Wednesday, June 4, 2014

Afghanistan Withdrawal: President Obama gets it right

President Obama announced on May 27th a scaled back plan to withdraw from Afghanistan by the end of 2016.  The proposal will reduce the present 32,000 troops to 9,800 by the end of 2014 with final withdrawal by the end of 2016.  The proposal is subject to the approval of a bilateral security agreement (BSA).  The current Afghan president, Hamid Karzai, has refused to sign a BSA, but his probable successors indicate they will sign such an agreement.  

The President’s announcement represents a sharp pull back from the previous plan to retain 10 to 15 thousand U.S. personnel in Afghanistan for ten years.


Criticism of the President’s decision is misguided.  It is time to leave Afghanistan and the plan proposed by the President represents an orderly withdrawal.

The war in Afghanistan is the longest in U.S. history.  More than 2,300 service members are dead, nearly 20,000 wounded, and hundreds of billions of dollars have thus far been expended.  Another ten years of security and economic aid would not markedly increase U.S. national security, but would surely have resulted in more dead and wounded personnel, and great expense.

Polls indicate the American people do not want a continuing military presence in Afghanistan.   Some recent polls indicate just 17% support the war.

U.S. forces attacked Afghanistan in 2001 to advance a vital national security interest – to stop, deter, or prevent further attacks on U.S. soil following the September, 11, 2001 attack on the World Trade Center.  The original mission to eliminate the al-Qaida footprint in Afghanistan was accomplished in short order. 

The mission then transitioned under an assumption that through continuing security assistance, economic aid, and political and cultural development assistance the U.S. could transform Afghanistan and prevent it from becoming a threat once again.

The U.S. has pursued strategies under the previous and current administration to transform ancient cultures and societies to peace loving liberal democracies with a combination of security assistance and aid.  There is no evidence that this strategy works without complete dominance of the society and overwhelming strength, such as in post-World War II Germany and Japan.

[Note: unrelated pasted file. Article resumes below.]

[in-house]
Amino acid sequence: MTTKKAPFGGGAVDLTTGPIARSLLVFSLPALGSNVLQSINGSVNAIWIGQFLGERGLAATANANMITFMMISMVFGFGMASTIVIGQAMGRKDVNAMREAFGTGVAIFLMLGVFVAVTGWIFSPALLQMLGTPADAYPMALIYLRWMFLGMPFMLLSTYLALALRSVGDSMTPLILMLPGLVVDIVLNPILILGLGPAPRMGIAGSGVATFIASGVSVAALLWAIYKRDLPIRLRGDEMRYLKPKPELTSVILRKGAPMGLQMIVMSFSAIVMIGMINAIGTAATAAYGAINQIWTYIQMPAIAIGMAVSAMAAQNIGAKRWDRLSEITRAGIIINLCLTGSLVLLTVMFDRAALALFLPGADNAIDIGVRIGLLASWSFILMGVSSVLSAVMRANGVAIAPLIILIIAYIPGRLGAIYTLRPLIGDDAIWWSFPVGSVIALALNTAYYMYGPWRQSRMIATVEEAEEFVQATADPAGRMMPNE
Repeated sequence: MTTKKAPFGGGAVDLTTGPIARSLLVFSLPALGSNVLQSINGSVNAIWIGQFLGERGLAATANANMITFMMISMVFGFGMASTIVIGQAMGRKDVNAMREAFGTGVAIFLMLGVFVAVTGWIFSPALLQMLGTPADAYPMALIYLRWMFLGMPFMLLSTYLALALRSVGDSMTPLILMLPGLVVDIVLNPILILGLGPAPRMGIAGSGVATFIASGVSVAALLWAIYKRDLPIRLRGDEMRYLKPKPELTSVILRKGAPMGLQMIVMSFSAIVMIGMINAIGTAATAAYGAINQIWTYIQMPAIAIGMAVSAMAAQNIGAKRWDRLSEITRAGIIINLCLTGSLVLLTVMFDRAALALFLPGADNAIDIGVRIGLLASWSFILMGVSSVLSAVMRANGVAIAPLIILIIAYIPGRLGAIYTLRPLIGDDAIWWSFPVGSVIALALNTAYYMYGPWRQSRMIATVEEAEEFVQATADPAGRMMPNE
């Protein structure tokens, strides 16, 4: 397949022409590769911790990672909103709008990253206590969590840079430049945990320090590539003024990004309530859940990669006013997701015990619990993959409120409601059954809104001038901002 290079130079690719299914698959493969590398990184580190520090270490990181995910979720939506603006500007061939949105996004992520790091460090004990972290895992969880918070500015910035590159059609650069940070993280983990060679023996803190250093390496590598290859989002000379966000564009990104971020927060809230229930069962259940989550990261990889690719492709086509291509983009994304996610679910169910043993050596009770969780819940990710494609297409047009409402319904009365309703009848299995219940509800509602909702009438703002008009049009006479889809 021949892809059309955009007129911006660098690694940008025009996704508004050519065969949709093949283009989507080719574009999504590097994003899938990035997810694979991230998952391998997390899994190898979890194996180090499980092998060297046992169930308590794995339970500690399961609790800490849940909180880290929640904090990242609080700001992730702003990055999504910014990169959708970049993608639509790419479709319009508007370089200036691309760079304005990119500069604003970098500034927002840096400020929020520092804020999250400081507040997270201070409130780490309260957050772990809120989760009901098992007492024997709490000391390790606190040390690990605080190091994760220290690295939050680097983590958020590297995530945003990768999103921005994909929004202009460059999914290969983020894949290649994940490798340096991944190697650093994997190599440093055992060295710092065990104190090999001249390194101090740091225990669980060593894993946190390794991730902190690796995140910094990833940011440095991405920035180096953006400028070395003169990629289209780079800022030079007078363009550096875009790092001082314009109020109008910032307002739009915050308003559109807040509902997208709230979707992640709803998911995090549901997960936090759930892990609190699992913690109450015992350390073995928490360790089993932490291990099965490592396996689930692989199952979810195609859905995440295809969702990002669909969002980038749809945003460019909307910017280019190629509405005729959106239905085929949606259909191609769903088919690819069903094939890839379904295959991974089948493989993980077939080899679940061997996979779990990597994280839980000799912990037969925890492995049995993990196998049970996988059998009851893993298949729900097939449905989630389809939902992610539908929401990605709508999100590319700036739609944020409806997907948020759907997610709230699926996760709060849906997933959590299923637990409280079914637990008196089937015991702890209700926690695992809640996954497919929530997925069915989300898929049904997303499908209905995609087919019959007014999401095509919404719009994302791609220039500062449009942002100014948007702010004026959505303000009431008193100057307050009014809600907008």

Clearly, the U.S. has an interest in advancing democracy, human rights, and other moral interests in the world.  But it cannot and should not make open ended commitments that place our military in harm’s way, and provide multi-billion dollar aid and assistance to corrupt regimes, for social agendas.

Misguided political strategies to transform societies result in misguided military strategies to win the hearts and minds of the society.   The counter-insurgency (COIN) strategy in Afghanistan, like that in Vietnam, is only minimally effective and carries a much higher risk to our military personnel.  Rules of engagement that flow from COIN place severe restrictions on our forces to defend themselves. 

The human tragedy endured by our military in Afghanistan is immense.  Some service members have served as many as seven combat tours since 2001.  They and their families will feel the effects for decades.  Our nation has asked too much of too few. 


The U.S. has achieved its primary objective in Afghanistan. It is time to bring our service members home and end our military presence in Afghanistan.  The President’s plan should be supported.

2 comments:

  1. Replies
    1. I concur with your assessment, Dan, that the end no longer justifies the means in Afghanistan. We have asked enough of our military men and women. But, America doesn't like to quit. However, continuing on a path that restricts our military from defending themselves under rules of engagement; is stunted by an Afghan leader who is not “all in” with our forces and strategy and deters us from the goals we set forth; and is clearly not supported by a great majority of the American people, means it’s time to call it quits.

      In a recent article on human goals in Psychology magazine, a statement is made that is clearly true for our situation in Afghanistan as well.
      "It's easy to fall prey to the sunk-cost fallacy - that we've already put so much time, money, or effort into a goal that it would be a waste to stop pursuing it now.” But the sacrifice and effort previously made is not honored more by putting our heads in the sand and avoiding the reality that we have done what we could and now it’s time to go. It will not make less the losses many have endured. Sadly, that pain will continue. But more loss, more risk of life and limb for a situation that has clearly stalled is not the answer.

      I agree with you that we have asked enough of our military and their families in this circumstance already. Enough is enough. "Sometimes, goal disengagement, quitting, is necessary and beneficial."

      Delete

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